Charles spoke at a pop concert that opened with a comic sketch of the 96-year-old monarch having tea with Paddington Bear and tapping out the tune to the Queen anthem We Will Rock You on her china teacup.
The heir-to-the-throne appeared towards the end of the concert outside Buckingham Palace. As images of Elizabeth’s reign were displayed onto the walls, Charles, 73, said the Jubilee had given the country the chance to say thank you.
“Your majesty, you have been with us in our difficult times. And you bring us together to celebrate moments of pride, joy and happiness,” Charles told the crowd of 22,000 people, with millions more watching on television.
“You have met us and talked with us. You laugh and cry with us and, most importantly, you have been there for us, for these 70 years. You pledged to serve your whole life – you continue to deliver. That is why we are here,” he added, referring to the queen as “mummy”.
Elizabeth herself was not present, having missed a number of Jubilee events because of “episodic mobility problems” that have caused her to cancel engagements recently.
The opening video with the fictional character Paddington had echoes of 2012 when the queen appeared with Britain’s most famous fictional spy, James Bond, in a video for the opening ceremony of the London Olympics.
In the clip on Saturday, she told Paddington she always kept the bear’s favourite – a marmalade sandwich – in her ever-present handbag. Queen’s We Will Rock You then opened the show, with other performers including the cast of Hamilton, Alicia Keys and Diana Ross.
The four days of celebrations to mark the monarch’s seven decades as queen began on Thursday with a military parade and a Royal Air Force flypast, with a National Service of Thanksgiving on Friday.
Speaking to the crowd at Saturday’s show, Charles praised his mother and acknowledged another absentee – his father, Prince Philip, who died last year aged 99.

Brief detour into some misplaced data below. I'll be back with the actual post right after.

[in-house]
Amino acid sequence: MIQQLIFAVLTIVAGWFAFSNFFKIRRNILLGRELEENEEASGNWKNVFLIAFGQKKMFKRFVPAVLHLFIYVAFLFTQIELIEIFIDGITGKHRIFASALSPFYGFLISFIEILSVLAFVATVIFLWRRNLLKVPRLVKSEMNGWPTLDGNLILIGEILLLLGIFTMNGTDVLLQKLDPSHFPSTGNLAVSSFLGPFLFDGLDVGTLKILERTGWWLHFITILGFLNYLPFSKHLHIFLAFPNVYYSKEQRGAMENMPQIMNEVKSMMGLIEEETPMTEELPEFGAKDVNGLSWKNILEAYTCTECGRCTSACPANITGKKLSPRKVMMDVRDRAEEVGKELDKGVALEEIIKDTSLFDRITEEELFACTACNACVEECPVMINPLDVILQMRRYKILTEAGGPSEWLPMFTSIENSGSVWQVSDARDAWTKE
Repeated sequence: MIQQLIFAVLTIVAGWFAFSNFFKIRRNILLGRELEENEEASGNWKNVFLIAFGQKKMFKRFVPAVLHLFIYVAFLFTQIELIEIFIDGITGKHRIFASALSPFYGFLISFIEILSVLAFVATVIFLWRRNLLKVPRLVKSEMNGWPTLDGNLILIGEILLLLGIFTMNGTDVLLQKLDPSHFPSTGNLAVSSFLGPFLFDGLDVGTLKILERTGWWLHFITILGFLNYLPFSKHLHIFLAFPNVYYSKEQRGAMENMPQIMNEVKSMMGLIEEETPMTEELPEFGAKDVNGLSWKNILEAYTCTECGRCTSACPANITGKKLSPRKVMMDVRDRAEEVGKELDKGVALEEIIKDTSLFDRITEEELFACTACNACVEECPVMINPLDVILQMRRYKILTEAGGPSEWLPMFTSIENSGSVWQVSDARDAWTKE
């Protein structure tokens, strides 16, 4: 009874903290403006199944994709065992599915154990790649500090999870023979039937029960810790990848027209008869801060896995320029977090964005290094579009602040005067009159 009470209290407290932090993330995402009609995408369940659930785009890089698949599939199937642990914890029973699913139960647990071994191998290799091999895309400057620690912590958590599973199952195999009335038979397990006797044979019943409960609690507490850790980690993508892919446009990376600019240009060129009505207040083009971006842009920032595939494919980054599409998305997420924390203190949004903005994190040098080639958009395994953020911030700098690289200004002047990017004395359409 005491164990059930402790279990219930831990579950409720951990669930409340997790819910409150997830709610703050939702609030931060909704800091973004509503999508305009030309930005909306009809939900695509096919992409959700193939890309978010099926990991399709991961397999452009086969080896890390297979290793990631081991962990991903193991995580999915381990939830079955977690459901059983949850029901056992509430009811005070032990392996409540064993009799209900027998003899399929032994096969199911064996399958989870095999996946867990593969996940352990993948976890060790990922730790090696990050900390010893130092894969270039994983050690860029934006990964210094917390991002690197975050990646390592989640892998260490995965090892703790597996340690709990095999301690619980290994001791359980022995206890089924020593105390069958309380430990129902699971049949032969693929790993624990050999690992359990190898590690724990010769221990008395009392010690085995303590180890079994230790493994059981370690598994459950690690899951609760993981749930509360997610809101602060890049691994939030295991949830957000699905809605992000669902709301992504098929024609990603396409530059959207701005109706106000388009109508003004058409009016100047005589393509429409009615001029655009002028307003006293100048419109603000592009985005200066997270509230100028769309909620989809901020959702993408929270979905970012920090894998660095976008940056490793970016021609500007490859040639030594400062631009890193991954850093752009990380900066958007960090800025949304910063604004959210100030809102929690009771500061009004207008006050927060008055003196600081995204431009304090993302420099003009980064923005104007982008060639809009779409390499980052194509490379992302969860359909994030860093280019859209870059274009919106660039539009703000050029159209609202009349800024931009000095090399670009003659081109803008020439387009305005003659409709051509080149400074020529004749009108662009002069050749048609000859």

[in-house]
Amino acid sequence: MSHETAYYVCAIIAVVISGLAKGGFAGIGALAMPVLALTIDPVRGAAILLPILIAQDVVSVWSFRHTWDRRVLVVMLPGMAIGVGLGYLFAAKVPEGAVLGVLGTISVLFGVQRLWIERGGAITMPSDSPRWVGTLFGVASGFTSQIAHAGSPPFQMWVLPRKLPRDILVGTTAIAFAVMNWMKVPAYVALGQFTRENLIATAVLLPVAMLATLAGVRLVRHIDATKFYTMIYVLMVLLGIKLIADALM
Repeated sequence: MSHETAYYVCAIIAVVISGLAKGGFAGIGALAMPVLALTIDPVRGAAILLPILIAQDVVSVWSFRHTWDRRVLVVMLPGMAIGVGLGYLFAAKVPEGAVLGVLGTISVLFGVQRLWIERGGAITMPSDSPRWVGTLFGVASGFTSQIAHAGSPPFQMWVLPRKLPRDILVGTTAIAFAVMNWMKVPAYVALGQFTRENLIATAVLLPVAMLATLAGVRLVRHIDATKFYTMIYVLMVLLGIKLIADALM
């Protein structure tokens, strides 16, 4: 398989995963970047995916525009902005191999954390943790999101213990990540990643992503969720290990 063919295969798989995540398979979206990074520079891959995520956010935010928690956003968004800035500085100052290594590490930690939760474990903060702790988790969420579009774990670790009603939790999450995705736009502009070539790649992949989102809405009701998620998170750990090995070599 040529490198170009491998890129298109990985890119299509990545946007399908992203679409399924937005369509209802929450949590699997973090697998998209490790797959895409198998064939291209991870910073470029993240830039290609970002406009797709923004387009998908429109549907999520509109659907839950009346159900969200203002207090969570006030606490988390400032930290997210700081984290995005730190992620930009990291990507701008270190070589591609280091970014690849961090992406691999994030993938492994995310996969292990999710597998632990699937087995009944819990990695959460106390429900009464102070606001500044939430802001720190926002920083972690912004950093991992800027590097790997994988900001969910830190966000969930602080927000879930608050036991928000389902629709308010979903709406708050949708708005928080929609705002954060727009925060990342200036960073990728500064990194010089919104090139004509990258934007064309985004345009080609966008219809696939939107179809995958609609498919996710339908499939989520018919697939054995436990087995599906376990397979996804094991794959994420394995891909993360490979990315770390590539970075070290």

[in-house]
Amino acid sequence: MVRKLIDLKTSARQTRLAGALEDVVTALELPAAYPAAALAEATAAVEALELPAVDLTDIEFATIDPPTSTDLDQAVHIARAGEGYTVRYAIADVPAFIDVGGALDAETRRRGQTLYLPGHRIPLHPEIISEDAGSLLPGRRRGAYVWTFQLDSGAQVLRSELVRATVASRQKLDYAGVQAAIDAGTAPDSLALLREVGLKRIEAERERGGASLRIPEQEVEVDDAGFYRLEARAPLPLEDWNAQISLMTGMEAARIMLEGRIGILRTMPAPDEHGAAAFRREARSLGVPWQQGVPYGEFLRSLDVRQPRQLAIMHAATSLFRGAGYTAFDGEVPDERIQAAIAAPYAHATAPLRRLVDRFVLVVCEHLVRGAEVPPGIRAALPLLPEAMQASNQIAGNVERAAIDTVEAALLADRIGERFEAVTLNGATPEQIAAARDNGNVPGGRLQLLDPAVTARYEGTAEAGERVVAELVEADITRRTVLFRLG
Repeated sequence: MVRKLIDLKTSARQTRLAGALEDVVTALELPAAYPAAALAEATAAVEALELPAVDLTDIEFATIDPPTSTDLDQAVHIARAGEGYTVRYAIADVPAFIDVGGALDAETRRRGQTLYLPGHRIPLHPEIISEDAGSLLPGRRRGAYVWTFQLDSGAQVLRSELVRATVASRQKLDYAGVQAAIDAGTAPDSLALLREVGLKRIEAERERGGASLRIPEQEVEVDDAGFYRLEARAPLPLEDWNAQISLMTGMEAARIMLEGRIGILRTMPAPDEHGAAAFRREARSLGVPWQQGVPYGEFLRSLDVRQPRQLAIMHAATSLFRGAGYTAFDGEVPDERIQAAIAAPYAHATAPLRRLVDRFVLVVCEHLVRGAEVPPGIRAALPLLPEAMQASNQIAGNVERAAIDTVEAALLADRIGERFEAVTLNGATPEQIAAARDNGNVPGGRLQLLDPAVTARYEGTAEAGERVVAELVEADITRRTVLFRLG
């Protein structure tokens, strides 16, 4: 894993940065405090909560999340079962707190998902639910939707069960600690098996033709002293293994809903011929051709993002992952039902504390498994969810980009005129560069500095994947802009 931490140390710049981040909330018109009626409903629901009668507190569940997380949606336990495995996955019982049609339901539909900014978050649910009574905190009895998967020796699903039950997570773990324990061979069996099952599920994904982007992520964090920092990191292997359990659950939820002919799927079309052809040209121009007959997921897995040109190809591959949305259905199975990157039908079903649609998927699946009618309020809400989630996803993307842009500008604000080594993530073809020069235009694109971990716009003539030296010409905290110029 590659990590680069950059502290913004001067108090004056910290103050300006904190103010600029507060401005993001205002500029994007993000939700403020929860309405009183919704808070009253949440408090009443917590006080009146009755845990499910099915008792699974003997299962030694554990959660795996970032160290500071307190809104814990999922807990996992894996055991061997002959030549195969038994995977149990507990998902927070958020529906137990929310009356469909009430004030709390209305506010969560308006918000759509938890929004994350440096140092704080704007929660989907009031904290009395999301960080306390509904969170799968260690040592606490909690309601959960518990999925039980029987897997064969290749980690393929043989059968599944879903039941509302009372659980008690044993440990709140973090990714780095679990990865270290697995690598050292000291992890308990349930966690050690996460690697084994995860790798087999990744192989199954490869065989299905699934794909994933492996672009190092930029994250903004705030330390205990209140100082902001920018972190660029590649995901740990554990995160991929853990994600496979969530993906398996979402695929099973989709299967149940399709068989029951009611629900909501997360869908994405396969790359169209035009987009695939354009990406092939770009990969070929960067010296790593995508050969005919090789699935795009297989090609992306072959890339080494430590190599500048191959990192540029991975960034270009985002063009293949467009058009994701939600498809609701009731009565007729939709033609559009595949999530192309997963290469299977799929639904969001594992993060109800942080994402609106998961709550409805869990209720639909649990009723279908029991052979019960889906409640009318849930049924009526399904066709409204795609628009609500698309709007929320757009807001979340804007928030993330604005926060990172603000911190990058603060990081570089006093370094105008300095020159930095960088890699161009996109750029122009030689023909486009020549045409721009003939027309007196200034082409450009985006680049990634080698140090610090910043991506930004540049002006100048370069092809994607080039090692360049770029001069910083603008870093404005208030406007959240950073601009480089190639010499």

“My papa would have enjoyed the show and joined us wholeheartedly in celebrating all you continue to do for your country and your people,” he said.
“You continue to make history.”
The Queen stands with, from left, Prince Charles, Prince Louis, Catherine, Duchess of Cambridge, Princess Charlotte, Prince George and Prince William of Cambridge, to watch a flypast from Buckingham Palace balcony as part of the platinum jubilee celebrations, in London on 2 June 2022. Photo: AFP
Elizabeth ascended the throne aged 25 on the death of her father, George VI, in 1952, inheriting dominion over a Britain still emerging from the ravages of World War II and with Winston Churchill as prime minister.
In total, there have been 14 prime ministers and 14 US presidents during her reign; the Berlin Wall rose and fell; Britain joined and left the European Union; and her nation’s own once-mighty empire disintegrated, replaced by a Commonwealth of 54 nations. Elizabeth was instrumental in creating the latter and many regard its success as her greatest achievement.
Polls suggest a comfortable majority believe the monarchy should remain. A recent Ipsos survey put support for the queen at nine out of 10 respondents. But Charles is less popular and support among the young is waning.
Supporters see the queen as a source of soft power in the world and a stabilising factor: a bridge between the nation’s past and its present.
As Charles delivered his tribute, projections of the queen, which he had selected, were beamed onto the walls of the palace.
These included a carriage ride with former South African President Nelson Mandela during his 1996 state visit and her famous 2012 handshake with former IRA guerrilla commander Martin McGuinness, who later became the deputy first minister of Northern Ireland.
Sunday will mark the final day of the celebrations, when singer Ed Sheeran will join some 10,000 performers and the armed forces for a parade which will trace a route similar to that taken by the queen on her coronation.